Sullivan has tried to justify himself by displaying a campaign ad — an effective one — and noting that, there, we see the cross drawn in the dirt with a stick, but McCain has said the guard drew the cross with his sandal.
Could the campaign confirm that the ad itself is visually incompatible with the Salter story? Or were they unconcerned with such detail, assuming no one would be foolish enough to question a war hero's unconfirmable anecdote - and eager merely to show the deeper (and true) point that McCain relied on God to survive the unimaginable?

This incident is not part of McCain's military service - certainly not one he thought was in any way salient in his first 12,000 word account of his experience. It is part of his 2000 and 2008 campaigns and the religious mythology they coopted in order to appeal to a very specific audience. If a blogger cannot raise factual questions about a campaign ad and a campaign narrative, he's not really worth much.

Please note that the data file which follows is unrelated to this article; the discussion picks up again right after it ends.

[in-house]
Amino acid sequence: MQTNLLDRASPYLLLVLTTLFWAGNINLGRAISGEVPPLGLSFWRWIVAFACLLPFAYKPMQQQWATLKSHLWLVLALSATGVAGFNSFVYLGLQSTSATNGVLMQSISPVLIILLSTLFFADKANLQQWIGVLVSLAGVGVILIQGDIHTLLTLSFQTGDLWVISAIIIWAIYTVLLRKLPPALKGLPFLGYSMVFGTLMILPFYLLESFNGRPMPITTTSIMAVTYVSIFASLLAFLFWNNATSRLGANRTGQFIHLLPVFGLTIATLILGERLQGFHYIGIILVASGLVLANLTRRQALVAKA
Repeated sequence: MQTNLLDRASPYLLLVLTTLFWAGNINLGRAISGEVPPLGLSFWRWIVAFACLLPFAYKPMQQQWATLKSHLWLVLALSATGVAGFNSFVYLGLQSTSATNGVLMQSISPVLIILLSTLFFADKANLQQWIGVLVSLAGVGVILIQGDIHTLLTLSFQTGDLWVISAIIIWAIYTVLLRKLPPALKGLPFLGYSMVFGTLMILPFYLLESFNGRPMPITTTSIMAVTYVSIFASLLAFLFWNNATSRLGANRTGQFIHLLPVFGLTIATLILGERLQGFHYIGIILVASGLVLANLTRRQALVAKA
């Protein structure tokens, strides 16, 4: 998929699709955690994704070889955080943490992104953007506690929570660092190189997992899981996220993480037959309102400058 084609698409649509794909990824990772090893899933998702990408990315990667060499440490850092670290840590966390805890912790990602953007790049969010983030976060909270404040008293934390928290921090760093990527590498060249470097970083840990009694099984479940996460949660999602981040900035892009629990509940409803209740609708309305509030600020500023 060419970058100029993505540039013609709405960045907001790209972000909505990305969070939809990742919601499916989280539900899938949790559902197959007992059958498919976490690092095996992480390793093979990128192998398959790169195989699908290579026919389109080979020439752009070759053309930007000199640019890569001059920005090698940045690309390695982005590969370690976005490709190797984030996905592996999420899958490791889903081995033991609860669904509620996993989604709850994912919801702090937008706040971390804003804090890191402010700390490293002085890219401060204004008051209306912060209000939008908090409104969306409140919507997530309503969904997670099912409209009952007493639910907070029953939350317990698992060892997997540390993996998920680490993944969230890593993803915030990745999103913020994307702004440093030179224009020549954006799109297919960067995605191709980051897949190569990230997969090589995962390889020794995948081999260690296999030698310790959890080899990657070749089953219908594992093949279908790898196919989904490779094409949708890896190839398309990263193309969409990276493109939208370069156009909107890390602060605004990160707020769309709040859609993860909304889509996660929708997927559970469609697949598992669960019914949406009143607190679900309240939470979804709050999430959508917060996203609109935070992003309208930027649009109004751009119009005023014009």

My response:

1. If Sullivan's distinction bothers you, maybe you just don't have the appreciation for nuance that it takes to vote for a Democratic presidential candidate these days.

2. I think most people would laugh at the argument that a particular type of attack is legitimate so that bloggers will be worth more. What if the National Enquirer justified its publication of sneak pictures of a candidate in his hotel room on the theory that otherwise supermarket tabloids are not really worth much?

3. Wouldn't it be easier to say that what the Swift Boaters did was okay?

4. It can't help Obama to show that McCain ad over and over again for the purpose of arguing about a stick and a sandal. I think ordinary people — who aren't dumb enough to think we're looking at the original footage (or stickage, if you will) — would regard it as weirdly disproportionate to obsess over the detail of sticks and sandals. So let's take a film break:

August 19, 2008

The Cathedral of Our Lady of the Angels.

Climb up out of the parking garage and catch the first glimpse:

Cathedral of Our Lady of the Angels

At the end of a sunlit hallway:

Cathedral of Our Lady of the Angels